“Finnster! Finnster! Over here!”

Madison jerked her head around. Finnster was one of her many nicknames. Actually, it was a special name given to her by Hart Jones, one of her seventh-grade classmates. And right now, Hart was there. He was walking along one of the pathways through the park with another one of Madison’s guy friends, Drew Maxwell.

Madison’s heart skipped a beat. She and Hart had been “in like” this year, doing their own version of a mating dance. First they’d pretend to be cool about their relationship, and then they’d act like good friends, and then finally they would admit that yes, they really, really did want to go on a real date together. Of course, nothing had happened yet in the date department. Her friends were growing impatient with their behavior. Everyone knew about the mutual crush and wondered why Madison and Hart didn’t just act more like a couple.

But for whatever reason, they didn’t. Madison figured they were both a little scared. After all, it
scary to like someone that much. It was scary to hear Hart calling her name in the middle of the park, too.

“Finnster! What’s up?” Hart’s voice boomed again.

Madison shrugged and gave the two boys a wide smile. They came closer toward her, arms swinging. They each carried a pair of black skates. Hart had two hockey sticks with him, too.

Madison pushed a strand of hair behind her ear. Were her lips chapped? Was she wearing something cute? She glanced down at her purple sweatpants and sneakers.

“Are you here with Phin?” Drew asked, leaning over the dog-run fence. No one could enter the area without a dog, so the boys stayed on the other side.

“Yeah, I’m here with Phinnie,” Madison said meekly. She pointed in the direction of Phin, who was still playing with Fluffy. “We went for a long walk. I was helping my mom clean out the office, and…well, you probably don’t care what I was doing.”

“Sure we care,” Hart said. He leaned the hockey sticks against the fence. “We saw you from the path.”

“We were over at the rink,” Drew said.

“Yeah, I figured,” Madison said, nodding at the skates and sticks.

“Duh,” Hart said. “Of course.”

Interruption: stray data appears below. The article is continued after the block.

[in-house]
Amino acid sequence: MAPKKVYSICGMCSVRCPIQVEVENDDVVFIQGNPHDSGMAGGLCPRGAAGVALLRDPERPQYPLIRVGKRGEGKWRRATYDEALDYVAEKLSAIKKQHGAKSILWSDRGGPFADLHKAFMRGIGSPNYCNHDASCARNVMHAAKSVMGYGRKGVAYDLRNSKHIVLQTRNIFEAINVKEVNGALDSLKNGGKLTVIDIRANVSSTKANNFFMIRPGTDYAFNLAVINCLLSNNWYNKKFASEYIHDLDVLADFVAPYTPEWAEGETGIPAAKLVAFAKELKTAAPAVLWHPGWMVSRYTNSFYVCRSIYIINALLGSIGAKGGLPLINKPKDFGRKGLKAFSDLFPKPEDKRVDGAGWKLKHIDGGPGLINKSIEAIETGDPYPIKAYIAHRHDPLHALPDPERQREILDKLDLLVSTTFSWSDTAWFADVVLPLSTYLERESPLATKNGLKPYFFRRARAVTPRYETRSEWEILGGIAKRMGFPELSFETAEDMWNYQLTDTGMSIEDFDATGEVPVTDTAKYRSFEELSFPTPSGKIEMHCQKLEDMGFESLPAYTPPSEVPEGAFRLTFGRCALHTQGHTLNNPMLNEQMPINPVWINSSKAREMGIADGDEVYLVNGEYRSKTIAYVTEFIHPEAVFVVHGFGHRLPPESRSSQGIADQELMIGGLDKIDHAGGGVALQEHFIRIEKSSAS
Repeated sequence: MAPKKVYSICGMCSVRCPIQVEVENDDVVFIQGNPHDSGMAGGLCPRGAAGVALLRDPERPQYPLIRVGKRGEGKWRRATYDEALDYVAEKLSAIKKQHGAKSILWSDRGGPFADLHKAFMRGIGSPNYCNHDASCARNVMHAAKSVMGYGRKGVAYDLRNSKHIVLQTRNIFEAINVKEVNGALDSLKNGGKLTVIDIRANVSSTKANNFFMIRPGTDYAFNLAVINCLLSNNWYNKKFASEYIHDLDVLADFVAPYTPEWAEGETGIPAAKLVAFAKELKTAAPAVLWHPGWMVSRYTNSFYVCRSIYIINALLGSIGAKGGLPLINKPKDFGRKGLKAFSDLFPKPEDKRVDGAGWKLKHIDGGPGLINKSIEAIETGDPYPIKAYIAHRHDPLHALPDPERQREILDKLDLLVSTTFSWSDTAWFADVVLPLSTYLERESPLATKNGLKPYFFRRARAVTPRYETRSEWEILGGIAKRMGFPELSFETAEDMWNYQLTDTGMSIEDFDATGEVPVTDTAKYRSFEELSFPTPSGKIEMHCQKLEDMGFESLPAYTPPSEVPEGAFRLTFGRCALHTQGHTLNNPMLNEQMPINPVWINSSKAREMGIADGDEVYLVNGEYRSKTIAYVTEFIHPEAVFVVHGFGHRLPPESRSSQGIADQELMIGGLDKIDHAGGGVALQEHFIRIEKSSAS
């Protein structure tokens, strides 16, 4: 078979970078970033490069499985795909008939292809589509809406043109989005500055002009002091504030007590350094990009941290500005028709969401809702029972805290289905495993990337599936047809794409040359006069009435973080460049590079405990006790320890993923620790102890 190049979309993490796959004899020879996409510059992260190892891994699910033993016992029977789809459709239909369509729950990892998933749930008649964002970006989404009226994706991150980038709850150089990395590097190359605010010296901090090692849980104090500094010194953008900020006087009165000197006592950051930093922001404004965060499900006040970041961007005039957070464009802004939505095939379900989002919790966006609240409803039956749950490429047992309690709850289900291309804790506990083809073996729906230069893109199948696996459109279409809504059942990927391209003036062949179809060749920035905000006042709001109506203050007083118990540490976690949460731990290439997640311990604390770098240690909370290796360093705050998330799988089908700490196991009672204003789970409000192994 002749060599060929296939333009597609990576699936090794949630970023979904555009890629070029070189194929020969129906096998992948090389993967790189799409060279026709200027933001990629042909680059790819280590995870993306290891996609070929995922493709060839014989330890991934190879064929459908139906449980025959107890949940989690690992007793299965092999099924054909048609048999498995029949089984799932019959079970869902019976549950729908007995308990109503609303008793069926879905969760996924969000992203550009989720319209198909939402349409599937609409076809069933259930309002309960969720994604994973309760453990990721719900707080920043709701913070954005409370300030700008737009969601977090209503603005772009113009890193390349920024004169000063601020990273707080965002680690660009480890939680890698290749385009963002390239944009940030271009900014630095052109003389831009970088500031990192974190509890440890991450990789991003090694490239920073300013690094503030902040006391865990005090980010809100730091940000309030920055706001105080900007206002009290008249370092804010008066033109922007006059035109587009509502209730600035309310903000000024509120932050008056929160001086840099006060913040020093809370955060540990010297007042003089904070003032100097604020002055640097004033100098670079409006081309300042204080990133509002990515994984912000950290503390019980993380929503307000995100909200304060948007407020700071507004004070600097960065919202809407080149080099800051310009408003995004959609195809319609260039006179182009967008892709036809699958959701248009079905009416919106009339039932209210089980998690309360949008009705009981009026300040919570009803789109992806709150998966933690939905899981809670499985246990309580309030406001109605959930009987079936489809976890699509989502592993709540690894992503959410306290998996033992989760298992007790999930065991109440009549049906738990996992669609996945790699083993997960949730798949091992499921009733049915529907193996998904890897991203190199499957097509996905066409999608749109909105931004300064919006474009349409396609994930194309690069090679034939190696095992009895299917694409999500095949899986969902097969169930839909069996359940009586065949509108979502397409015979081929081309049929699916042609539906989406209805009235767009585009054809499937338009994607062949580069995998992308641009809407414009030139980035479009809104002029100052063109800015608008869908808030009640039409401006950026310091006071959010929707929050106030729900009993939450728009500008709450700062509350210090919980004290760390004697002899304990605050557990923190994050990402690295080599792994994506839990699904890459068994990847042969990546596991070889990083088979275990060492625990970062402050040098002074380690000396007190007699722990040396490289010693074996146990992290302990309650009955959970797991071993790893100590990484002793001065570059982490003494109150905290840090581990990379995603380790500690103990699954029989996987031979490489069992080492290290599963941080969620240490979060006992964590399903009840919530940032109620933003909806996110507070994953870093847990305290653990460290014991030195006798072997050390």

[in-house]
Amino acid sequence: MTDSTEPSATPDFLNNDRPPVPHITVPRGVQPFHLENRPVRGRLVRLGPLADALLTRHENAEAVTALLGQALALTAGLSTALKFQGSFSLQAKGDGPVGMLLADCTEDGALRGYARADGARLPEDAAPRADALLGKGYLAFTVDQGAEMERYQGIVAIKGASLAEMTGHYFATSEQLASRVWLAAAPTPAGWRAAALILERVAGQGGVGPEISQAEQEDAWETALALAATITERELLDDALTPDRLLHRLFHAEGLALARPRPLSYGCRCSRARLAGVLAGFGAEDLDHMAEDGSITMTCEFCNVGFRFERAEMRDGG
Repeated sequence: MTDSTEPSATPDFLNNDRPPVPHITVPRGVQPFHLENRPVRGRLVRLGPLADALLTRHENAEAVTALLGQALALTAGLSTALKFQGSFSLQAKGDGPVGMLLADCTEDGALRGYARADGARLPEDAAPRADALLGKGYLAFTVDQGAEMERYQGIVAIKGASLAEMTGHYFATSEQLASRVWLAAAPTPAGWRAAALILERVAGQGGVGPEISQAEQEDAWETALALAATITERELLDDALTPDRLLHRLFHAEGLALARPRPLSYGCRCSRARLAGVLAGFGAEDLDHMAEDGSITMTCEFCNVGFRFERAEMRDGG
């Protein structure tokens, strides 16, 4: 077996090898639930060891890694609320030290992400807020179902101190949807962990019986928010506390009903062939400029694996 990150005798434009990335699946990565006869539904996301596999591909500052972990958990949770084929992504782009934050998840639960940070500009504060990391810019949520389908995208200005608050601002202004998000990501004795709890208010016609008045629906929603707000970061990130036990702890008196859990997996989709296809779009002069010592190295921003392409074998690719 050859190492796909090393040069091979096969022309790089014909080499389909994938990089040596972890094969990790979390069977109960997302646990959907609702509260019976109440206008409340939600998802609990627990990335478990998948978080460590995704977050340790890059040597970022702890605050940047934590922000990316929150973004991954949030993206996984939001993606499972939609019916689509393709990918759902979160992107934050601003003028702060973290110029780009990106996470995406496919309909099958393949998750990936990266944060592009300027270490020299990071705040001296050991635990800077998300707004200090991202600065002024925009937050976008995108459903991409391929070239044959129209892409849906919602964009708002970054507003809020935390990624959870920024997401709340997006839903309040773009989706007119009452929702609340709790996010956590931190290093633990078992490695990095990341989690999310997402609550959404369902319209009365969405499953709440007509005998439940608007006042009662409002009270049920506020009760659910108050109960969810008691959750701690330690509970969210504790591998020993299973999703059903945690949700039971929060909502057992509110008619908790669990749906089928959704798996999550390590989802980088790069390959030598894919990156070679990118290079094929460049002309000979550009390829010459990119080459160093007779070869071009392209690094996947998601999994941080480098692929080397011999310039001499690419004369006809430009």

“I was going to call you today, Maddie,” Drew said.

“Call me?” Madison repeated.

“I invited everyone over to my house this afternoon; sort of a last-minute thing. We thought of it when we were playing hockey. Want to come?”

“Yeah,” Hart said. He shoved his hands in his pockets. “I’ll be there,” he added cheerily.

Madison didn’t know how to answer. It was one of those scary moments. If she had been honest with herself—and with everyone else, especially Hart—she would have jumped right over the dog-run fence, fallen into Hart’s arms, and declared, “
be there? Well, let’s go right now!”

Instead, she rocked from one foot to the other and briefly glanced back over at Phin, who had moved from Fluffy to a sheepdog five times his size. Phin’s curlicue tail was wagging, so Madison left him alone. With his tail still moving, Phin ran over to a pair of dachshunds.

“Well?” Drew asked expectantly. Madison had still not responded to his invitation.

“Well…okay,” Madison replied. “I just have to take Phin home and my Mom can drive me over.”

Hart’s face lit up. “Cool!” he said, clapping his hands.

“Come over around four,” Drew said. “My mom will probably order pizzas or something if you want to stay for supper. And we can watch a movie, too.”

Drew Maxwell’s family had their very own screening room. They were one of the wealthiest families in Far Hills; their house also had a giant pool, tennis court, and about a dozen bedrooms. Drew’s parents basically let him do whatever he wanted, and he loved having his friends over for parties or study sessions.

“I’ll call you if my mom says no for some reason,” Madison said.

“She won’t say no,” Hart said.

“Okay,” Madison giggled. “So I’ll see you later, then.”